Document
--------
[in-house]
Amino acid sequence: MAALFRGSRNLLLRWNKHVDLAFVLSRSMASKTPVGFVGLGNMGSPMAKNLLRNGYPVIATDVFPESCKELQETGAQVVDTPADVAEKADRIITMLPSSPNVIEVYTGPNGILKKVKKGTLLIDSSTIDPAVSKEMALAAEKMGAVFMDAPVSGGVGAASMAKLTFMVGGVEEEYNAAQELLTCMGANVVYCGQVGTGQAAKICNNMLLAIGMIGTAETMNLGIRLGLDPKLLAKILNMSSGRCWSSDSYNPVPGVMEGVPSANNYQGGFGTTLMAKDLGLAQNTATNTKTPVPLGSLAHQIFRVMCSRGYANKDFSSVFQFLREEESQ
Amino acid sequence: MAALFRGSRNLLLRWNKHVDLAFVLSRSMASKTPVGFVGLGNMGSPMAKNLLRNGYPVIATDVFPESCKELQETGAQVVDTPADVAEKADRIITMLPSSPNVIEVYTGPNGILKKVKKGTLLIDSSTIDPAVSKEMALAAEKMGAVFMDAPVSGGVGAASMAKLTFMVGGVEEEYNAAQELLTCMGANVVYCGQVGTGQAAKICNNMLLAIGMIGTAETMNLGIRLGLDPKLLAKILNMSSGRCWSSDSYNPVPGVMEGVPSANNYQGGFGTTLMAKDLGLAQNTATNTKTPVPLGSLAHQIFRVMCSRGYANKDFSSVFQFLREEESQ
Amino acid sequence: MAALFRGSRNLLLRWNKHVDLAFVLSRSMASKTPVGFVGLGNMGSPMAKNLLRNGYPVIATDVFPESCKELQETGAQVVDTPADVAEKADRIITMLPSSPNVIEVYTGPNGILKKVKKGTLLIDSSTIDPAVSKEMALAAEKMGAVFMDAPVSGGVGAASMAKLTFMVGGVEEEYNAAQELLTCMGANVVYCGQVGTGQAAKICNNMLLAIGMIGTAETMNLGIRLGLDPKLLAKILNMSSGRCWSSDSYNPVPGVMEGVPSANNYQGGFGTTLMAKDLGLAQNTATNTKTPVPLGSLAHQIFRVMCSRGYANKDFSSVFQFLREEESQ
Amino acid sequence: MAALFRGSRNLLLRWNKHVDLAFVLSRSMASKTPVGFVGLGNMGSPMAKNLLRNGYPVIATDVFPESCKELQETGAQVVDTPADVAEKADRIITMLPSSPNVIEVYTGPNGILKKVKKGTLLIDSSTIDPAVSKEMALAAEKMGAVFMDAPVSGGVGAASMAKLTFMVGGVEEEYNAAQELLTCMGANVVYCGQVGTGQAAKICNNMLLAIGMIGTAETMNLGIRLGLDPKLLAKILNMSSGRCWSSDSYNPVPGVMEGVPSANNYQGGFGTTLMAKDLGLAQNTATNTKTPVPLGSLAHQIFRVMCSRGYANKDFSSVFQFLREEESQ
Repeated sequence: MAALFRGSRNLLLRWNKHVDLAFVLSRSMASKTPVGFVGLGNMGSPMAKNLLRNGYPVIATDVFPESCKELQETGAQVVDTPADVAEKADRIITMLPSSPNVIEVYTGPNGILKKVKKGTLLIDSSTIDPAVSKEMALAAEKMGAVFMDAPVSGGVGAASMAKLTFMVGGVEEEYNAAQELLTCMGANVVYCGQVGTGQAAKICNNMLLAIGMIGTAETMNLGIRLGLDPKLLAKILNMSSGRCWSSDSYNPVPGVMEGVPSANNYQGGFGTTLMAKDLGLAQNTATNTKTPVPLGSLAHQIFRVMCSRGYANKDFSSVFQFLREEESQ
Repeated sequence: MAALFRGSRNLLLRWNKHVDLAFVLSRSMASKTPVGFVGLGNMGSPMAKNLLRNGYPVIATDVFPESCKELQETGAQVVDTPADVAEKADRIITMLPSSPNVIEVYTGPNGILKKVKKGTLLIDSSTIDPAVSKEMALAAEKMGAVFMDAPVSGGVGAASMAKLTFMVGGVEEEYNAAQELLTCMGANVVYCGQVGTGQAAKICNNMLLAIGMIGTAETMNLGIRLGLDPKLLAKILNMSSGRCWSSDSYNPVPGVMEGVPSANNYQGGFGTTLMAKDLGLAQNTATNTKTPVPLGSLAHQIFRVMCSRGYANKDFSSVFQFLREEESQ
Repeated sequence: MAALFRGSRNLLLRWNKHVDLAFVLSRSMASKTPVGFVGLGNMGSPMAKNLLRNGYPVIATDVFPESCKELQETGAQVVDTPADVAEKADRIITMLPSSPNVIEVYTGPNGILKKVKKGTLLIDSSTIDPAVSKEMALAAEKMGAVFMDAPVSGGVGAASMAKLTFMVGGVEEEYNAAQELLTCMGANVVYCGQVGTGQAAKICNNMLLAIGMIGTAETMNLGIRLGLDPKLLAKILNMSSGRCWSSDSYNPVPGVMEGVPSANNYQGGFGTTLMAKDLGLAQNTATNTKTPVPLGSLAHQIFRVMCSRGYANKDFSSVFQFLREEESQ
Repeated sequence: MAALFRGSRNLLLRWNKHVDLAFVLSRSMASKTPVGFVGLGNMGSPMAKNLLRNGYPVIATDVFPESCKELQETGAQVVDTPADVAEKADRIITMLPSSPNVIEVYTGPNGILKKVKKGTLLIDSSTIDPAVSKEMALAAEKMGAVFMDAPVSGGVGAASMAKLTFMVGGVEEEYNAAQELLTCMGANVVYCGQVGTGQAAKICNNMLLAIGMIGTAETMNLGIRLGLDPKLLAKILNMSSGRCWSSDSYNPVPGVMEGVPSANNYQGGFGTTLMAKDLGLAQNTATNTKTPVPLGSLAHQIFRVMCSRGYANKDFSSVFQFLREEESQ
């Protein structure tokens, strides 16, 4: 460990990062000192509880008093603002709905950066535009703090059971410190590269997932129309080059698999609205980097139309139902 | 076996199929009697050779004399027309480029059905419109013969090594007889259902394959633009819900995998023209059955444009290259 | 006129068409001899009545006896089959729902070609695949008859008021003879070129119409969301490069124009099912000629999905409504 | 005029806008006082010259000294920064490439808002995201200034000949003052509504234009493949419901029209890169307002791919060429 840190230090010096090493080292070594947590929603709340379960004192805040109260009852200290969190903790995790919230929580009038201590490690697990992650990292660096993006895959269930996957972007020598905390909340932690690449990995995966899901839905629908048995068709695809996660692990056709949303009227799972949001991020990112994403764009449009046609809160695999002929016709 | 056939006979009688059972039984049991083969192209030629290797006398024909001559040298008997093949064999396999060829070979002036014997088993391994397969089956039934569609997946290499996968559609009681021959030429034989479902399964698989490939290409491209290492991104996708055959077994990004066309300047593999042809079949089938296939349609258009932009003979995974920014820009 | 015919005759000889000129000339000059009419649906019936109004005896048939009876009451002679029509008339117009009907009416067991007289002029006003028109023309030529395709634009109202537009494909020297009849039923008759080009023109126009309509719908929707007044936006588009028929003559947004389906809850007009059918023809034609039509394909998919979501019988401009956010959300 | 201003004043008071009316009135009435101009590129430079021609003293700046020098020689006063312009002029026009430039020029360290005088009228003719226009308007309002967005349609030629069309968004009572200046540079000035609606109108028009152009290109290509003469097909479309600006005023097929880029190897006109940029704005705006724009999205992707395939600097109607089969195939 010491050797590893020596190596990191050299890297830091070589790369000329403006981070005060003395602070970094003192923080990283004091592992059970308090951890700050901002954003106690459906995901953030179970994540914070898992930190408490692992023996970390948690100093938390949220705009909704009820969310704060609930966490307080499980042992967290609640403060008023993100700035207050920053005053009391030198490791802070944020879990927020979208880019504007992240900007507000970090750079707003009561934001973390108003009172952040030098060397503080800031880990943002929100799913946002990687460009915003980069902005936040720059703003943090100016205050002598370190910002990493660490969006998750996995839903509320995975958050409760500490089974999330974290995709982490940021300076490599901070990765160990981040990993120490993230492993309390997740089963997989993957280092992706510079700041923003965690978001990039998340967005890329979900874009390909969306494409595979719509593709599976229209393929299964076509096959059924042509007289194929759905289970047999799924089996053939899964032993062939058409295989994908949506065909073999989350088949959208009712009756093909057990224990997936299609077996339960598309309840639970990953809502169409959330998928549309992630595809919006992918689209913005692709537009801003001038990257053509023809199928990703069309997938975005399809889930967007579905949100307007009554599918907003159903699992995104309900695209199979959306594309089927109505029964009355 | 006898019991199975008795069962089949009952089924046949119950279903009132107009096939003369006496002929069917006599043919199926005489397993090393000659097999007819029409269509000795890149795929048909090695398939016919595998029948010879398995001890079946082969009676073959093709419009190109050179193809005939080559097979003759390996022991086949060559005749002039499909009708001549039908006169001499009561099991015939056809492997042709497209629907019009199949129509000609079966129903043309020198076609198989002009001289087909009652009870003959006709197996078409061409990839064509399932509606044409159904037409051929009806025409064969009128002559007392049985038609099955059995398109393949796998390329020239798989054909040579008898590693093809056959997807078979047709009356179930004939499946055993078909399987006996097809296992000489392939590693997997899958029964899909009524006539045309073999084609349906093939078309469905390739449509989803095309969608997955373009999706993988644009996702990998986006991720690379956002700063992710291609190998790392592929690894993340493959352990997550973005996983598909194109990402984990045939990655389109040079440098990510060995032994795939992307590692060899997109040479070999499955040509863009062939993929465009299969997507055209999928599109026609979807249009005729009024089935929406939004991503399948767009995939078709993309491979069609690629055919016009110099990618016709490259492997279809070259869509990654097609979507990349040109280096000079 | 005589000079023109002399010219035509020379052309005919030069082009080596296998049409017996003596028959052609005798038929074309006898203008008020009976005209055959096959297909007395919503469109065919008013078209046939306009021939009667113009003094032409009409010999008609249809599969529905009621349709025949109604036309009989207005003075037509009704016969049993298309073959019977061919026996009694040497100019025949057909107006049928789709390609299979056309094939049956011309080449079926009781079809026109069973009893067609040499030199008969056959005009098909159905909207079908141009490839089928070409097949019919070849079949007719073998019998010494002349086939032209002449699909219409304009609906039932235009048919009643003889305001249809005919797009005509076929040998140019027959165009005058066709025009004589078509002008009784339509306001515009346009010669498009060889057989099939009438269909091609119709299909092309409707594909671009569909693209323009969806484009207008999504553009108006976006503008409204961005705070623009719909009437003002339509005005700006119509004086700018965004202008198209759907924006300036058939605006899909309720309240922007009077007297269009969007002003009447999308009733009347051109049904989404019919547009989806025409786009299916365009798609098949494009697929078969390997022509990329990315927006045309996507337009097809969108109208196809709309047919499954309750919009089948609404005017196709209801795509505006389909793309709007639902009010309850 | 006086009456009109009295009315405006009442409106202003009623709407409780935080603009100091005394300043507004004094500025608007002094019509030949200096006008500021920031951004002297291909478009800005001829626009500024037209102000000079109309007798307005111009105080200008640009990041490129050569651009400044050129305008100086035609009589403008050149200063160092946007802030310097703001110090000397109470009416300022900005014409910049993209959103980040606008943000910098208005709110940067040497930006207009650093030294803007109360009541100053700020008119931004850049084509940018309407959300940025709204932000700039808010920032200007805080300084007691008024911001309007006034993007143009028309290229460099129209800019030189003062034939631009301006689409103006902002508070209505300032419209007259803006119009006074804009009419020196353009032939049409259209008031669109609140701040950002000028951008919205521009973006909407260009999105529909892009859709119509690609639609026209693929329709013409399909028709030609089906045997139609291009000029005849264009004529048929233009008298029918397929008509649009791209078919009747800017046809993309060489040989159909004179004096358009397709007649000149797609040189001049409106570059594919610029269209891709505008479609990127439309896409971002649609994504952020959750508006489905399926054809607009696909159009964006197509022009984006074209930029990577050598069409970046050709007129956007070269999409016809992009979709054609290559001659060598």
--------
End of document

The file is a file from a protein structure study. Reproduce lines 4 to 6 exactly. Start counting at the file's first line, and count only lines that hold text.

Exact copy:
Amino acid sequence: MAALFRGSRNLLLRWNKHVDLAFVLSRSMASKTPVGFVGLGNMGSPMAKNLLRNGYPVIATDVFPESCKELQETGAQVVDTPADVAEKADRIITMLPSSPNVIEVYTGPNGILKKVKKGTLLIDSSTIDPAVSKEMALAAEKMGAVFMDAPVSGGVGAASMAKLTFMVGGVEEEYNAAQELLTCMGANVVYCGQVGTGQAAKICNNMLLAIGMIGTAETMNLGIRLGLDPKLLAKILNMSSGRCWSSDSYNPVPGVMEGVPSANNYQGGFGTTLMAKDLGLAQNTATNTKTPVPLGSLAHQIFRVMCSRGYANKDFSSVFQFLREEESQ
Amino acid sequence: MAALFRGSRNLLLRWNKHVDLAFVLSRSMASKTPVGFVGLGNMGSPMAKNLLRNGYPVIATDVFPESCKELQETGAQVVDTPADVAEKADRIITMLPSSPNVIEVYTGPNGILKKVKKGTLLIDSSTIDPAVSKEMALAAEKMGAVFMDAPVSGGVGAASMAKLTFMVGGVEEEYNAAQELLTCMGANVVYCGQVGTGQAAKICNNMLLAIGMIGTAETMNLGIRLGLDPKLLAKILNMSSGRCWSSDSYNPVPGVMEGVPSANNYQGGFGTTLMAKDLGLAQNTATNTKTPVPLGSLAHQIFRVMCSRGYANKDFSSVFQFLREEESQ
Repeated sequence: MAALFRGSRNLLLRWNKHVDLAFVLSRSMASKTPVGFVGLGNMGSPMAKNLLRNGYPVIATDVFPESCKELQETGAQVVDTPADVAEKADRIITMLPSSPNVIEVYTGPNGILKKVKKGTLLIDSSTIDPAVSKEMALAAEKMGAVFMDAPVSGGVGAASMAKLTFMVGGVEEEYNAAQELLTCMGANVVYCGQVGTGQAAKICNNMLLAIGMIGTAETMNLGIRLGLDPKLLAKILNMSSGRCWSSDSYNPVPGVMEGVPSANNYQGGFGTTLMAKDLGLAQNTATNTKTPVPLGSLAHQIFRVMCSRGYANKDFSSVFQFLREEESQ